In 1897 architect George White had a vision of a Richardsonian Romanesque style building for the Town Hall of Carleton Place. For a mere $26,000 he built the breathtaking structure to include a wonderful concert auditorium with a ceiling of pressed metal. Not only was there mosaic encaustic flooring and fancy woodwork, but the Council Chamber was often called the “Red Chamber” because of the fine pine woodwork with a red satin finish.
Sitting on the south shore of the Ontario Mississippi River this building of beauty also held its silent mysteries. There were whispers of a secret window and of course the Carleton Place jail existed in that very building until a new one was built on Coleman Street.
Long before the Town Hall was built, a servant girl at the Leland Hotel, Sarah Marselles, was killed in October of 1873. While attempting to retrieve wood for the stove from a wood box, she inadvertently bumped a loaded rifle which discharged, killing her instantly. Some say a female shadow wanders the Town Hall park at night. Did Sarah find solace in the darkness of this heritage building, or did she just need to hear the peaceful flow of the Mississippi River to calm her soul.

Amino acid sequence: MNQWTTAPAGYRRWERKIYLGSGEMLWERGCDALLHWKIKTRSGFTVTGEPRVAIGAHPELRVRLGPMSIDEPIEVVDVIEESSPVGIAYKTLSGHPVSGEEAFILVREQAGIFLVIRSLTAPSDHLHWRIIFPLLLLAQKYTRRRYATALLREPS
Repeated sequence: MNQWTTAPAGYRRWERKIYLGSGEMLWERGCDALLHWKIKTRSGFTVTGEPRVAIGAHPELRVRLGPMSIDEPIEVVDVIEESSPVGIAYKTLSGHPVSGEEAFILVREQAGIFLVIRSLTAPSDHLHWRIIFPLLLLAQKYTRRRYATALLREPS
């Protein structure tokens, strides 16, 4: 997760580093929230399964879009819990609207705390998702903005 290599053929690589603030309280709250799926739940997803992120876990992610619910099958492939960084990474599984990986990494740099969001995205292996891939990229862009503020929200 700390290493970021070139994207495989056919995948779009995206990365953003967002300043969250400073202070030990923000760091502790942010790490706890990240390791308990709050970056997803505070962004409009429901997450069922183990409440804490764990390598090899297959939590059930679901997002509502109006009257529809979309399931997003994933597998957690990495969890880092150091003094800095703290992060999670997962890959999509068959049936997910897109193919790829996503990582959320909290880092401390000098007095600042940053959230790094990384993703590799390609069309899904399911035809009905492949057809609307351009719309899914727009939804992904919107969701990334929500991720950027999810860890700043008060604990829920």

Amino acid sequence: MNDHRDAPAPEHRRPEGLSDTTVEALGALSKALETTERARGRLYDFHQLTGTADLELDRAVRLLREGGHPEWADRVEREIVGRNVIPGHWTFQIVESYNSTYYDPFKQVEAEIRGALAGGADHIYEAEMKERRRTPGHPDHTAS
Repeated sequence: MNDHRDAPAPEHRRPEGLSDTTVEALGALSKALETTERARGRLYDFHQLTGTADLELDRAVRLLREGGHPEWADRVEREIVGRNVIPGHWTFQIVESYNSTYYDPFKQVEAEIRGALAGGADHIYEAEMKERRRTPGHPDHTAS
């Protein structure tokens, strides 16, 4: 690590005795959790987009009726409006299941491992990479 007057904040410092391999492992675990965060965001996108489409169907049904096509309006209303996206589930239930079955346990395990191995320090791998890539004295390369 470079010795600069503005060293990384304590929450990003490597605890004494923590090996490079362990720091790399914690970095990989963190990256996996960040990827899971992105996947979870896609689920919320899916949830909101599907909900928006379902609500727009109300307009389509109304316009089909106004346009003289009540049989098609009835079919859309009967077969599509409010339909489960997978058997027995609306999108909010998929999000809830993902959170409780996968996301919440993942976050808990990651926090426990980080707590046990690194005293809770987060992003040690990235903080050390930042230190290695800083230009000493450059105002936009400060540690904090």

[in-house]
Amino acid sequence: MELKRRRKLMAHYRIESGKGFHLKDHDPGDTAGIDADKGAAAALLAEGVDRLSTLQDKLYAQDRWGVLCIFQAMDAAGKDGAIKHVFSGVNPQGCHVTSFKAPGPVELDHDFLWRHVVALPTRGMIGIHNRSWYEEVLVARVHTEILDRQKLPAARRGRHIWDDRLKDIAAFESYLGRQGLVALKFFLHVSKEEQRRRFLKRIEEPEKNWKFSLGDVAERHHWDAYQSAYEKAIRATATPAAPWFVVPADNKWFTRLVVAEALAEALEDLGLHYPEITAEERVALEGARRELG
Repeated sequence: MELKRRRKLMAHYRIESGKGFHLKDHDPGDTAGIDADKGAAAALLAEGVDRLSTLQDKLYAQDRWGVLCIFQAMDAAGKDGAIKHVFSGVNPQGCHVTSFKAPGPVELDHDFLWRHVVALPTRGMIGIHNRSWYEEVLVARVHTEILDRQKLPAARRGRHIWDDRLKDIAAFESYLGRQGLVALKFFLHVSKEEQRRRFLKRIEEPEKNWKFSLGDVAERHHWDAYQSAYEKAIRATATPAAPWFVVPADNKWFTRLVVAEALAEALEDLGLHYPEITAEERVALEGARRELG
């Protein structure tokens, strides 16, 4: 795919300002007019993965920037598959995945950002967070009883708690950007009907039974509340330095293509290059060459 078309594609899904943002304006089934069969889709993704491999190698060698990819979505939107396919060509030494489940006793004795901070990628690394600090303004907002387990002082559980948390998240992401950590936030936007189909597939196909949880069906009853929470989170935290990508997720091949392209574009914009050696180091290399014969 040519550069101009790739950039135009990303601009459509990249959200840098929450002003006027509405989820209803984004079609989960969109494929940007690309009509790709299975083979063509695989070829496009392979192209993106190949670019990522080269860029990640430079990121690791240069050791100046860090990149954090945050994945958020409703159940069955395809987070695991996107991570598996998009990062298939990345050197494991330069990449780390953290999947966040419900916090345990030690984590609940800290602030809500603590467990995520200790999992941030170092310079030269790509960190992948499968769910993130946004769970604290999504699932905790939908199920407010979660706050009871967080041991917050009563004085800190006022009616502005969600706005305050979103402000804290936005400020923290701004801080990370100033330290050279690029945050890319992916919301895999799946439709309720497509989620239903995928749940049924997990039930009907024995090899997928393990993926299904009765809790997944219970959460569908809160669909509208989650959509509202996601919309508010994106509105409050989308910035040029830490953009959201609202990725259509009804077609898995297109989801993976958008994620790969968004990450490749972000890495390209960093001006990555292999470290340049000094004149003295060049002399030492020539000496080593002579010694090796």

Some visitors have reported the feeling of being watched and there is the odd cold spot and freak gust of wind within the building. There is no doubt the spirits of former prisoners still drift around the corridors of the building seeking some sort of peace. But in reality ‘aren’t ghosts like true love? Everyone talks about them but few have ever seen.’ Maybe they are just running up imaginary stairs for an eternity only to find there will be more to climb to seek what they are looking for.
The auditorium has hosted such notables as Sir Wilfrid Laurier, who spoke in the grand hall during the country’s 1911 election. The town hall was packed that night and ONLY the women that had set up the refreshments and cleaned for the event were allowed to sit in the upper floor and watch the speech– as long as they remained quiet.
M,y how things have changed.
Please note upper hall viewing area is not open to the public!
All Photos Linda Seccaspina